Mark Corsey

Since inventing “The Game of 49,” Mark Corsey has had to quit saying, “Hey, don’t look at me, I didn’t make the rules!” In game playing and in general, he plays by the rules; he only dresses like an outlaw.


Three interesting facts about Mark:

  • I’ve invented more flavors of homemade ice cream than board games.
  • I can’t count to 3.


Questions by Michael Taylor (MT), answers by Mark Corsey (MC).



three questions about game design


MT: Where did the idea for Game of 49 come from?

MC: At a game night at a friend’s house back in 2008 I was introduced to an old-school game called “The Game of 99”—10-by-10 wooden pegboard, deck of number cards, 5-in-a-row objective. I won the game the first time I played it, but I also thought the game could be improved. (I marvel to recall that now because usually if I win a game the first time out I conclude the game must be perfect.) I wanted a game where a player didn’t get to claim a good space on the board just by drawing a lucky card. I settled on the auction mechanic to make players compete for every card and board space, and a 4-in-a-row objective to make for a faster-paced game. Giving the board an odd number of rows and columns—7-by-7, 49 squares—created a center space that could serve as a focal point for the action. Deciding what to name the game was, I admit, not all that hard.


MT: What inspired you to design your own games?

MC: Having published exactly one game, I hesitate to claim any deep insights about inspiration. Many of the ideas I’ve worked on or am working on come from one of two types of experience. Either I’m intrigued by some aspect of a game I play, but I think: “Yes, but what if? . . .”; or I experience something fun away from the game table and wonder how I could simulate that experience in a game—how can I translate this action from a playing field to a set of dice or a deck of cards, for example.


MT: Why did you choose to make an abstract game (instead of adding a theme)?

MC: I never thought about abstract vs. theme while working on Go49; I just thought about making the game work and making it fun. I’m a lot more interested in a game’s bones and joints—what holds it up and whether the parts work together smoothly—than in the eye color or the hairstyle. That’s how I’ve always chosen games as a player, so I guess it carries over to my design approach. That said, if Go49 does spectacularly well at Target and somebody wants to publish “The Game of 49 Minions” or “Real Housewives of The Game of 49,” I’ll sign those checks.


MT: bonus question - paper money?

MC: If I had a real paper money dollar for every time a gamer geek has looked at Go49 and started a conversation with: “I hate paper money,” I’d need to replace my wallet with a pillow case! Go49 has paper money because it’s fun, and it works. And it’s fun! If you’ve ever watched players slide their hands under the table to count (and recount) their money while agonizing over how much to bid, or seen someone try to sneak a peek at an opponent’s cash bundle, you know those are among the most entertaining moments in the gameplay. That’s exactly the experience I want players to have with Go49.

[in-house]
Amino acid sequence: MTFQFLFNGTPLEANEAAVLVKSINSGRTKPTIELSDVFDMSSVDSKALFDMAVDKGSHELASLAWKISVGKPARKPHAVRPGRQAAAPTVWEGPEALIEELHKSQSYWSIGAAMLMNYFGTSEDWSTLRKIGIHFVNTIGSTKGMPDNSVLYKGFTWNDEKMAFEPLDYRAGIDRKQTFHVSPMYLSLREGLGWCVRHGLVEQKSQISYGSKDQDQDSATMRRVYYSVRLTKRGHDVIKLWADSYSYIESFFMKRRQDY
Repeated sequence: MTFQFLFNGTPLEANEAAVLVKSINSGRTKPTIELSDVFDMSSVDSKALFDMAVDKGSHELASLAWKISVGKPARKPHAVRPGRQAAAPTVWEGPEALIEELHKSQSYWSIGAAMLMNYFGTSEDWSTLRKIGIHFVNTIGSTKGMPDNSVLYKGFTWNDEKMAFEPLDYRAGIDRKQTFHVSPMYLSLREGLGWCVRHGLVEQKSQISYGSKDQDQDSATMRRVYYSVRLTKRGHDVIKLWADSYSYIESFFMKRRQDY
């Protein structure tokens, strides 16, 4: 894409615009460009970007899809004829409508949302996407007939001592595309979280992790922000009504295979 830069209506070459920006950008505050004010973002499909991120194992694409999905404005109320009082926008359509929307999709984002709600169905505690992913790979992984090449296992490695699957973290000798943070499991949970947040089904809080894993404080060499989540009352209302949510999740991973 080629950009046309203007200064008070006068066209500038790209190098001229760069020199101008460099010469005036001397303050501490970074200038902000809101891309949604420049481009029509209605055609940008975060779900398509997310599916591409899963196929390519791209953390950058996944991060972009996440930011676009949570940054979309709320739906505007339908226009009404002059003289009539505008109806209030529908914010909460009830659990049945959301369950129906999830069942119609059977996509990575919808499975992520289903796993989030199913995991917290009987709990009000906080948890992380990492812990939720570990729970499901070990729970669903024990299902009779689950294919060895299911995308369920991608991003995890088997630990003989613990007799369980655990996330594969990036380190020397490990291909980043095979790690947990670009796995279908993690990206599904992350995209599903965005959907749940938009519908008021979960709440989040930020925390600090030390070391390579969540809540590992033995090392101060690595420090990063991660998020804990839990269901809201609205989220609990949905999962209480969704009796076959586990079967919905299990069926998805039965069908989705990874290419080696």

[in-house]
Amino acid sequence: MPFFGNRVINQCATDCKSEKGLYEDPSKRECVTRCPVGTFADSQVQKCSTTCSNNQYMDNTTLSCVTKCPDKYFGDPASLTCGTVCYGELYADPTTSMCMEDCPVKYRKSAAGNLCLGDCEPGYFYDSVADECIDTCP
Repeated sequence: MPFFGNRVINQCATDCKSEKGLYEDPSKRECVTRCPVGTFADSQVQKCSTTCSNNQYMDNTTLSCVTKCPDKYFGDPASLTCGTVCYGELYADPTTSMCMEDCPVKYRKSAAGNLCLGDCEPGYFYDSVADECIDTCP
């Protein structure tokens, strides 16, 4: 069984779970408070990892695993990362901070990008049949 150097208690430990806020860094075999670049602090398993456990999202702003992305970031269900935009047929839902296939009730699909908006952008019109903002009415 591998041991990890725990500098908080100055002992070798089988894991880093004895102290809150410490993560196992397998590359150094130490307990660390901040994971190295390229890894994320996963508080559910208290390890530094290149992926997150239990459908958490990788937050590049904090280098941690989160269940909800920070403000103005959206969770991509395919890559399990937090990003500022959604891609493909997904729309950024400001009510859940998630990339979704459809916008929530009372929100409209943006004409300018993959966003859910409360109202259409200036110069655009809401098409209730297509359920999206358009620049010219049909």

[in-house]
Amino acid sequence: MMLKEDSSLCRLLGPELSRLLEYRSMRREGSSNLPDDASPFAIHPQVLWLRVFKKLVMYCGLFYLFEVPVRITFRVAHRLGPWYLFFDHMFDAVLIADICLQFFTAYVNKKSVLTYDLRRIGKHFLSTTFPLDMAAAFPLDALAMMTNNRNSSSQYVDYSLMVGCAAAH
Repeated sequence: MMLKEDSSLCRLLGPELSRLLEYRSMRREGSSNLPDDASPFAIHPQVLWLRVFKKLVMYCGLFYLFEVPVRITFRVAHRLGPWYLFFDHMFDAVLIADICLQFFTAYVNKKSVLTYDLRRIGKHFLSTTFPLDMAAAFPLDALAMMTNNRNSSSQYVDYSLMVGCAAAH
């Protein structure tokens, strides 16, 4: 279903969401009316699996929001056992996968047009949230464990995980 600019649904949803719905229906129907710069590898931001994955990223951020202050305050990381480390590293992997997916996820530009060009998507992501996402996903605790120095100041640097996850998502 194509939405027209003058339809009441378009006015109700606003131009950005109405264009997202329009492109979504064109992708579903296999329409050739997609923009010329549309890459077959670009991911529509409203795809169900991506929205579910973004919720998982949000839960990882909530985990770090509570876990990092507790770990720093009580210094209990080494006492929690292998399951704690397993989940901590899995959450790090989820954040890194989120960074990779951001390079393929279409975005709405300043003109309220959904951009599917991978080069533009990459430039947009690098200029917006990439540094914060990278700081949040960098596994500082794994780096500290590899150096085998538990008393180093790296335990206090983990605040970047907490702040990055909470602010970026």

One of my fellow designers at G2S, Bobby Fowler, designed and produced his own Go49 card money to substitute for the paper money—and Bobby and I are still very much on speaking terms! I promise you, if a gamer geek wants to replace his or her paper money with cards or chips or bitcoin or anything else, I won’t get upset.



Three questions just for fun


MT: What game got you into the hobby?

MC: No single game. I subscribed for many years to Games magazine (now defunct) and loved poring over their annual “Games 100” feature. And in the days before the Internet and BGG I shopped regularly at Games People Play outside Harvard Square. So over time I became aware that new and different games were entering the market, and I gradually started buying and playing those games alongside the familiar, classic board and card games I’d always played.


MT: Is there a certain type of game mechanic that you really enjoy? What’s your favorite game that implements it?

MC: I like tile-laying games—perhaps a vestige of my childhood love of dominoes. Carcassonne and Qwirkle both are on my short list of favorite games.


MT: If you could travel to game in any state/country aside from NH, where would that be?

MC: If I travel, I want to spend my time seeing the place I’m visiting, not the four walls inside a game room! And gaming outdoors in a beautiful place—say, the Serengeti—surely works better in theory than in practice: mosquitoes biting, hyenas laughing, paper money blowing away, that sort of thing. The best games transport you to a new place without you ever leaving your chair. I think that’s pretty good. (OK—yes, I’d travel with an extra suitcase to fill with games to bring home.)


The Game of 49 goes on sale nationwide at Target on June 19th.